The Oxford English Dictionary’s 2014 word of the year is: vape. Vape, a verb which literally means to inhale and exhale the vapor produced by an electronic cigarette or similar device, beat out words like: bae, budtender, contactless, indyref, normcore, and slacktivist.
Every year Oxford’s lexicographers watch over billions of words every month from novels, to newspapers, to magazines, to blogs and at the end of the year they select the word that best embodies that of the collective zeitgeist as word of the year.
The word vape was coined in the 1980s when companies began experimenting with the first “smokeless” cigarettes. After nearly two decades of languishing however the word has come roaring back with a vengeance in recent years. Vape as a word was needed to distinguish the growing use of e-cigarettes from “old fashioned” smoking.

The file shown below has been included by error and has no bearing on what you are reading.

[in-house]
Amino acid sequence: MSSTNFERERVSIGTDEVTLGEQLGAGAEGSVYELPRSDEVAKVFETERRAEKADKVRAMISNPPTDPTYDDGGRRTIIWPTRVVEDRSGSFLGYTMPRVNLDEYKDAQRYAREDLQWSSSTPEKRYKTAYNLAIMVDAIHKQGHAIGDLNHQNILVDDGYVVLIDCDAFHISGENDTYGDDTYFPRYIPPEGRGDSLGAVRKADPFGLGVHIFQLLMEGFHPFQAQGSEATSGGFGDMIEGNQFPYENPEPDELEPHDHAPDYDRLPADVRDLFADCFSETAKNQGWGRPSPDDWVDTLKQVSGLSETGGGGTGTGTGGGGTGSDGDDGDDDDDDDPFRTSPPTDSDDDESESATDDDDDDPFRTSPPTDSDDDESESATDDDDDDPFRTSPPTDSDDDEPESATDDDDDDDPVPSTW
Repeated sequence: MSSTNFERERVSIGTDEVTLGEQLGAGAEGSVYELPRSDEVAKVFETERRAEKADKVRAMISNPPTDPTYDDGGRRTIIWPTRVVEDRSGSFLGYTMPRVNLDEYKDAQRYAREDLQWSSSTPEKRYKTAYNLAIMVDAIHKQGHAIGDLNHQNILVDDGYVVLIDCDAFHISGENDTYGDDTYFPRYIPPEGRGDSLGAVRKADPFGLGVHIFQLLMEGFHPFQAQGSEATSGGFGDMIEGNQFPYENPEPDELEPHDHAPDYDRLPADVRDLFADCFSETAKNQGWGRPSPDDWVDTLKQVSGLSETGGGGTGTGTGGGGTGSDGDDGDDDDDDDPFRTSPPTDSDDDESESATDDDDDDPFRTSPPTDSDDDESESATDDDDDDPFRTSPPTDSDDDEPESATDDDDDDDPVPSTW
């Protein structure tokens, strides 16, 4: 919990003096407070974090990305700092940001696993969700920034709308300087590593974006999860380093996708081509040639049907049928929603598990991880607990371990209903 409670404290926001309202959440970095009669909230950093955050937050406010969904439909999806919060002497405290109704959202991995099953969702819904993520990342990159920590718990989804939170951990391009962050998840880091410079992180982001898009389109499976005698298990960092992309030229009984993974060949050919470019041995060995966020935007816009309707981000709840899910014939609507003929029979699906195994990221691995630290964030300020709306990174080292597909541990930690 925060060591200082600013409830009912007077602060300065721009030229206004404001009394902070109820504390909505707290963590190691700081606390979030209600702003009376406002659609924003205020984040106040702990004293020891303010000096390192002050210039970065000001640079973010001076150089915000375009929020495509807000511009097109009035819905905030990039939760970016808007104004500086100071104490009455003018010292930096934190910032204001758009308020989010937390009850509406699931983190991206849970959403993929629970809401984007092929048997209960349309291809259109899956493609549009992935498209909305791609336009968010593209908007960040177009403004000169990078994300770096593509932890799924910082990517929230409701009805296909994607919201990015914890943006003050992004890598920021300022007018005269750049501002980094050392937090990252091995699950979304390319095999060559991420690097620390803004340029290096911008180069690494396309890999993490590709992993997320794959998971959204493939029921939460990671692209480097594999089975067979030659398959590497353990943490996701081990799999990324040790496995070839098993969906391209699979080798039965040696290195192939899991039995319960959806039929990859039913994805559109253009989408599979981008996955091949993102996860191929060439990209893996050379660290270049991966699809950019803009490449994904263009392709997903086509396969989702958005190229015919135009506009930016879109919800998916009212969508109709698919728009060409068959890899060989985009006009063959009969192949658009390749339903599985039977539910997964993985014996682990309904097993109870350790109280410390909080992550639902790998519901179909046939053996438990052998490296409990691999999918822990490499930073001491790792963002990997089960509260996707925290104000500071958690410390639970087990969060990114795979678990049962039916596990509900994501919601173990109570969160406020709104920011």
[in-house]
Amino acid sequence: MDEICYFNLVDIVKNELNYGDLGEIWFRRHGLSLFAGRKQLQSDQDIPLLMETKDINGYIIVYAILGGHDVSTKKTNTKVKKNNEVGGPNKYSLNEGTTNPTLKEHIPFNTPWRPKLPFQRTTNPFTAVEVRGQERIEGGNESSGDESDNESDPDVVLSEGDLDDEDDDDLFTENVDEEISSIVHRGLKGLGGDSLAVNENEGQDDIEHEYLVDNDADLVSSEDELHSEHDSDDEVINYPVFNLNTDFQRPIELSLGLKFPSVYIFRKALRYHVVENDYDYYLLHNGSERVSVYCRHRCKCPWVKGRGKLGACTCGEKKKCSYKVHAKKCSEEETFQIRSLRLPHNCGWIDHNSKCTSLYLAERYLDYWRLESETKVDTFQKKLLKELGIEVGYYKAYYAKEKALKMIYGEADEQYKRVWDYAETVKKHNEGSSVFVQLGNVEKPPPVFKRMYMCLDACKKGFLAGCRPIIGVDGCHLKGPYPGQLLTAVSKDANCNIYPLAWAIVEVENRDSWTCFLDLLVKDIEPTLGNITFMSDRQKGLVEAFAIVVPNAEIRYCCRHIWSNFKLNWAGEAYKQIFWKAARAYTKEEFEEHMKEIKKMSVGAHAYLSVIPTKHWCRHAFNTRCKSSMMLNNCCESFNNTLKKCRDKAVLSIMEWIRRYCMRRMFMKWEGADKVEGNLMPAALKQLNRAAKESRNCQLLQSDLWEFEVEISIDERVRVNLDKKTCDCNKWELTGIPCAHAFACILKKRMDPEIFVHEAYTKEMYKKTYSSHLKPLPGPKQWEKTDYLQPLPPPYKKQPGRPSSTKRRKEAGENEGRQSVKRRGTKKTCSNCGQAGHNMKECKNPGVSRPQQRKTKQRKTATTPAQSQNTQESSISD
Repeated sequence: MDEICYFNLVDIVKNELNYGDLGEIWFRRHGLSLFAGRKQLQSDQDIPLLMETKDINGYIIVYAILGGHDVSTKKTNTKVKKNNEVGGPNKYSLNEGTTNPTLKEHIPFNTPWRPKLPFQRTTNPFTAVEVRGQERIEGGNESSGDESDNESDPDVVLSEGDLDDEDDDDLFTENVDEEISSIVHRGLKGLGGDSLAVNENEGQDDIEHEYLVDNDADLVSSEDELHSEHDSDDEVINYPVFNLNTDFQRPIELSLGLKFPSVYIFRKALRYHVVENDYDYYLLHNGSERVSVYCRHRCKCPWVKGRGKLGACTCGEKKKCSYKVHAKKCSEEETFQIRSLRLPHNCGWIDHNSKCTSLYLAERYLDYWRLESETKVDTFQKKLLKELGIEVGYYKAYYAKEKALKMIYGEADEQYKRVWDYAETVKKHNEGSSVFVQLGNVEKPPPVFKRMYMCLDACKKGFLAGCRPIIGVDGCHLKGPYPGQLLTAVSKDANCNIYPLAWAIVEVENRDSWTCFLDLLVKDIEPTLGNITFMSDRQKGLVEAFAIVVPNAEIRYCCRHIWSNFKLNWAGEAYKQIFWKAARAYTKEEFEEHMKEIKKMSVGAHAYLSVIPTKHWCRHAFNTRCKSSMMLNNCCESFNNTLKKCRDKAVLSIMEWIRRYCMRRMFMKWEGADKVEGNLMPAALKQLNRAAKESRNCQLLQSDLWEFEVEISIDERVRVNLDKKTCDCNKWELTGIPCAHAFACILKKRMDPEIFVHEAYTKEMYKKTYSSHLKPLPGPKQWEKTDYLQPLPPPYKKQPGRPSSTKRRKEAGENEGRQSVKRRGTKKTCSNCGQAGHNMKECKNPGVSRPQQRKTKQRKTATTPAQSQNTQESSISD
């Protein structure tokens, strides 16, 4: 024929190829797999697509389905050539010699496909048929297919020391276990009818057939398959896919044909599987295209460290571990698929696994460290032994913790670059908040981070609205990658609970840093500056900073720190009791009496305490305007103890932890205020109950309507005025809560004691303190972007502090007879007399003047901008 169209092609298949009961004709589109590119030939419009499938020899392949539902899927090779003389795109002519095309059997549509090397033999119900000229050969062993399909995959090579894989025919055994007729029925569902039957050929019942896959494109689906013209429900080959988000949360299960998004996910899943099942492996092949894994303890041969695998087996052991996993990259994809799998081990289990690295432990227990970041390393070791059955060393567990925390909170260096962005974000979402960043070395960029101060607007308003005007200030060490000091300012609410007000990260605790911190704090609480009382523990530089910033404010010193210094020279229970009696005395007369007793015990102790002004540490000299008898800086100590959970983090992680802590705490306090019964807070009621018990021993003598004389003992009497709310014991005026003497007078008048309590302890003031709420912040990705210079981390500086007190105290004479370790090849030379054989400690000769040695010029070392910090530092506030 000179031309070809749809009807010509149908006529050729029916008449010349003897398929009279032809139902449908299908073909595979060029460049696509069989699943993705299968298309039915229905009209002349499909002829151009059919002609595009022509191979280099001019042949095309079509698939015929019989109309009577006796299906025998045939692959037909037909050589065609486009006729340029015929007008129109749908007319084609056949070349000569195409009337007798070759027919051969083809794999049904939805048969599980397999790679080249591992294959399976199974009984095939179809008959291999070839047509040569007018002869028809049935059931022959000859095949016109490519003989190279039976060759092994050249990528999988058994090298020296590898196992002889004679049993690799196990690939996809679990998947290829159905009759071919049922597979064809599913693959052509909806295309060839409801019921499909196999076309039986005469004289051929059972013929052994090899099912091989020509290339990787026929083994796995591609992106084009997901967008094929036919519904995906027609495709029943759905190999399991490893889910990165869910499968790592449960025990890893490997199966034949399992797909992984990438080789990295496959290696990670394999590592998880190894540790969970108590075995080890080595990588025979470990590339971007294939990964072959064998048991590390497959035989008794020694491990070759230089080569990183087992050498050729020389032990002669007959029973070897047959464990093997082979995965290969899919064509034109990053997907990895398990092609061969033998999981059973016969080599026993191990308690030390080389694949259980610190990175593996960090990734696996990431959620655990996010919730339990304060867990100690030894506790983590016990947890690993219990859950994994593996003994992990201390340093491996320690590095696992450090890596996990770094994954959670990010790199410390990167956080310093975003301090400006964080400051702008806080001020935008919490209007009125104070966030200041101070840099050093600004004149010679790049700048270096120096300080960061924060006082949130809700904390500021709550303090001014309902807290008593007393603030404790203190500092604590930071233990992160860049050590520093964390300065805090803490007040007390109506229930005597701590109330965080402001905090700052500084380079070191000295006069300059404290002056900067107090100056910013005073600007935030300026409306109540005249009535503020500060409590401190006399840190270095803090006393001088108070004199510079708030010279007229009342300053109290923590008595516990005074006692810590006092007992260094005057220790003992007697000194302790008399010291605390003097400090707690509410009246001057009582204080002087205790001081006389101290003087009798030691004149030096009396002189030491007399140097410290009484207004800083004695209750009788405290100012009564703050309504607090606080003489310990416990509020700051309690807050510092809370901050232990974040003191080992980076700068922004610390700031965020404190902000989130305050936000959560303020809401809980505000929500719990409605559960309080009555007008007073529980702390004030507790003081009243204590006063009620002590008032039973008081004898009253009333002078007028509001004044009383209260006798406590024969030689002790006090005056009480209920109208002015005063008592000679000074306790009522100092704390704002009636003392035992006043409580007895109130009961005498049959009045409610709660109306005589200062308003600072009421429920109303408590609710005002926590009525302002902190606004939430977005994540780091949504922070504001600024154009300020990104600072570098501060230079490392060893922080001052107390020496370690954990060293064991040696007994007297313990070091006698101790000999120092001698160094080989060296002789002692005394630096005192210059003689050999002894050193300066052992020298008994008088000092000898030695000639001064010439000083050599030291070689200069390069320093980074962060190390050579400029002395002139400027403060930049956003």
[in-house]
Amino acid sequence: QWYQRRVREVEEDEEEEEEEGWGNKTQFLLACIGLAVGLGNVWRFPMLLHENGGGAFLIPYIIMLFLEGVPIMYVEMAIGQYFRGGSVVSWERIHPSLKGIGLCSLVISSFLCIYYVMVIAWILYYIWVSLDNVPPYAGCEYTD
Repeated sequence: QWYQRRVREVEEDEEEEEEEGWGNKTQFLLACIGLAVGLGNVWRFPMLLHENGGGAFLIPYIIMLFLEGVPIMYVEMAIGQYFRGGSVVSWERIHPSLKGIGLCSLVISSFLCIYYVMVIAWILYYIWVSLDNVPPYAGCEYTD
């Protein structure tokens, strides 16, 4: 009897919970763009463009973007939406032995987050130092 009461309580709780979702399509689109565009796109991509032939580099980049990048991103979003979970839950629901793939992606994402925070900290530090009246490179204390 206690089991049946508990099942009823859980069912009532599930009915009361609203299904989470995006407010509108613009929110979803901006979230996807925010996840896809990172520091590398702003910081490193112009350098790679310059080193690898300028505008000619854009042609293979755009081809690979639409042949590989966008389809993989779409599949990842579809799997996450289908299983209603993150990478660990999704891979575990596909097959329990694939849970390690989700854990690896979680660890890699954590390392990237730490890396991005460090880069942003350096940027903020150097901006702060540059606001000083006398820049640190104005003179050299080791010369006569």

According to Oxford’s calculations use of the word more than doubled from 2013 to 2014. Casper Grathwohl, president of Oxford’s dictionaries division, “Vape only really caught on a few years ago and now we’ve seen a dramatic rise.”
Vape’s selection showcases the recent boom in the popularity of e-cigarettes. E-cigarettes, which were invented in 2003, have exploded in recent years and are now close to a $2 billion market. It also served as a way for Oxford to capture the memory of this year’s historic opening of legal marijuana shops in Colorado and Washington.
Vapers now have to feel pretty good about their passion finally entering the lexicon.
How do you feel about vape being named the 2014 word of the year? Leave a comment below!